sending from the client only those changes made between the version of the document that the server has access to and the version of the document identified in the document-inclusion instruction from the client.
10. The method of claim 1, wherein the document-inclusion instruction includes an identification of the document that does not depend on whether the document is actually identifiable at the server or not.
11. In a network environment that includes a client that is network connectable over a wireless network to a server so that the client may transmit document-inclusion operations that are intended to be carried out by the server, but wherein the wireless network may have limited throughput such that data transfer for document-inclusion operations may be unduly slow or costly, a computer program product for implementing a method for reducing those instances when the document-inclusion operation transmitted to the server actually requires transmission of the document that is required by the server to complete the requested document-inclusion operation, thereby reducing instances of unduly slow or costly data transmission when performing such document-inclusion operations over the wireless network, the computer program product comprising a computer-readable storage media carrying computer-executable instructions for the method, and wherein the method is comprised of the following acts:
displaying to a user at the client an indication that the document is attached to a message even when the document is not attached to the message and in response to user input received at the client instructing a document stored at the client to be attached to the message such that whether or not the document is actually attached is transparent to the user;
sending from the client over the wireless network a document-inclusion instruction to the server, the document-inclusion instruction not including the document itself; and
determining that the identified document is not already stored at the server, the client then indicating to the server that a different version of the document stored at the server is acceptable, whereupon the server executes the document inclusion instruction using the different version of the document.
12. A computer program product in accordance with claim 11, wherein the computer-executable instructions for causing a document-inclusion instruction to be sent to the server comprise the following:
computer-executable instructions for causing an instruction to send an electronic mail to be sent to the server, the electronic mail having the identified document as an attachment.
13. A computer program product in accordance with claim 11, wherein the computer-executable instructions for causing a document-inclusion instruction to be sent to the server comprise the following:
computer-executable instructions for causing an instruction to forward an electronic mail to be sent to the server, the electronic mail having the identified document as an attachment.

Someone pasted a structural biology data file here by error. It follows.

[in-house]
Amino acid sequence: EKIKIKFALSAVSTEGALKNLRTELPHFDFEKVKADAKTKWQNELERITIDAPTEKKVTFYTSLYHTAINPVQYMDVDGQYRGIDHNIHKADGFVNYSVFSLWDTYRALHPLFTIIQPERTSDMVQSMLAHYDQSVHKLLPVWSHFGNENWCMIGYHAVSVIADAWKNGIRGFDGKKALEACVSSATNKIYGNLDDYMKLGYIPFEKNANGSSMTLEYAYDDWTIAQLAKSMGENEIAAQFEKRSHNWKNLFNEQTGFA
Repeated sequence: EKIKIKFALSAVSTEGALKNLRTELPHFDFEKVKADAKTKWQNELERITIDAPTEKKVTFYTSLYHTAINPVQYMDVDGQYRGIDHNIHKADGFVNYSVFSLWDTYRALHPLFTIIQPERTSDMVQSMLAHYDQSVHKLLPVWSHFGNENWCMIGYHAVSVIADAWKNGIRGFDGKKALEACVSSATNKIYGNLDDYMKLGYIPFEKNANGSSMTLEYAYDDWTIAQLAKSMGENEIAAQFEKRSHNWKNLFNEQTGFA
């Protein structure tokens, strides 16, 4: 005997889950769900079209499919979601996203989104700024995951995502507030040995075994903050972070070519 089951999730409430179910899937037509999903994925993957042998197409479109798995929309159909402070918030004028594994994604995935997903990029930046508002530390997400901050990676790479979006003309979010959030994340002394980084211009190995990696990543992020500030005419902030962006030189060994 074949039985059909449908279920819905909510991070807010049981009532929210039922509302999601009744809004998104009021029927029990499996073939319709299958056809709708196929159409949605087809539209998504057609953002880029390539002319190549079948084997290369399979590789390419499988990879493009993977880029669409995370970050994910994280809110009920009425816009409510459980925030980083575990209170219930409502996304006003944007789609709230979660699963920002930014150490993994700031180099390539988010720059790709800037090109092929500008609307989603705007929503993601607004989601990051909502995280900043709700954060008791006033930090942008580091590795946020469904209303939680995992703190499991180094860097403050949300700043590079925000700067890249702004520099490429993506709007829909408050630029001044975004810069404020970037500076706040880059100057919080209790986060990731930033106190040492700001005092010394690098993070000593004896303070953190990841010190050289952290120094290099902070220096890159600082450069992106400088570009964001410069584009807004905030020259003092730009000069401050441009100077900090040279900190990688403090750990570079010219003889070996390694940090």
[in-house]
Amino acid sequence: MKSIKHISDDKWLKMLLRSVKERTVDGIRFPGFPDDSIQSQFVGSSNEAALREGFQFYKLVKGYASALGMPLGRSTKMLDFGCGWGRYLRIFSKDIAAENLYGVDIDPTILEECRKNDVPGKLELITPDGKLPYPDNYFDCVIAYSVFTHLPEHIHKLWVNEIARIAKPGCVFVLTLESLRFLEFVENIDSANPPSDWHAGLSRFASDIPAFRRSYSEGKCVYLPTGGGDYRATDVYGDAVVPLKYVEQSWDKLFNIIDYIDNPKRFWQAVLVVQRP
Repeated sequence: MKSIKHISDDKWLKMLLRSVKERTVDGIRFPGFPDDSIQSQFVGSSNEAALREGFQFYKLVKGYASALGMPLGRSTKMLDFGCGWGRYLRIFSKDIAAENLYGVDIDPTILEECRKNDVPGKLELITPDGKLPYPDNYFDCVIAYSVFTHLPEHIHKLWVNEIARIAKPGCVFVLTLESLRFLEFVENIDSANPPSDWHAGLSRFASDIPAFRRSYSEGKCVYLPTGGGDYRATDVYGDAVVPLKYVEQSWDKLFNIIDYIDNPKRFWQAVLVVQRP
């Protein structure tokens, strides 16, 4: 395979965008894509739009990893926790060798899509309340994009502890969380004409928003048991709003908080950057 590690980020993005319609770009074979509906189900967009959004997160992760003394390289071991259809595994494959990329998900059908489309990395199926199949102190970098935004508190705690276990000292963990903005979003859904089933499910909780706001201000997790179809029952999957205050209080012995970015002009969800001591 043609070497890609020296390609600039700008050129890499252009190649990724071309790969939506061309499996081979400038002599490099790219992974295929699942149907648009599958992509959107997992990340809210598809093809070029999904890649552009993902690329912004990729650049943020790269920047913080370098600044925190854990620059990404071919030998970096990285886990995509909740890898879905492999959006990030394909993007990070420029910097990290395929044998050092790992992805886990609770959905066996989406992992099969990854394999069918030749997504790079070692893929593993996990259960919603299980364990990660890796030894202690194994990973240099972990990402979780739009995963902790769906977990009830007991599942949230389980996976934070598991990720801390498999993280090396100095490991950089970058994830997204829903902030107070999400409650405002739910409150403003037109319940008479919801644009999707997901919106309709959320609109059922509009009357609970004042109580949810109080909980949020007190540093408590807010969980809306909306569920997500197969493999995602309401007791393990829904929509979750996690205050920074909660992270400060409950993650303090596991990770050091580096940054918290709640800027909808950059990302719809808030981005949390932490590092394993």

14. A computer program product in accordance with claim 11, wherein the computer-executable instructions for causing a document-inclusion instruction to be sent to the server comprise the following:
computer-executable instructions for causing an instruction to send a meeting request to be sent to the server, the meeting request having the identified document as a calendar item attachment.
15. A computer program product in accordance with claim 11, wherein the computer-executable instructions for causing a document-inclusion instruction to be sent to the server comprise the following:
computer-executable instructions for causing an instruction to send a response to a meeting request to be sent to the server, the response having the identified document as a calendar item attachment.
16. A computer program product in accordance with claim 11, wherein the computer-executable instructions for causing a document-inclusion instruction to be sent to the server comprise the following:
computer-executable instructions for causing an instruction to fax a document to a particular address to be sent to the server.
17. A computer program product in accordance with claim 11, wherein the computer-executable instructions for causing a document-inclusion instruction to be sent to the server comprise the following:
computer-executable instructions for causing an instruction to print a document at a particular printer to be sent to the server.
18. A computer program product in accordance with claim 11, wherein the computer-executable instructions for detecting the receipt of an indication that the document identified in the document-inclusion instruction is unavailable to the server comprise the following:
computer-executable instructions for detecting the receipt of an indication that a version of the document identified in the document-inclusion instruction is not available at the server.
19. A computer program product in accordance with claim 18, wherein the computer-executable instructions for causing the document to be sent to the server comprise the following:
computer-executable instructions for causing the version of the document to be sent to the server.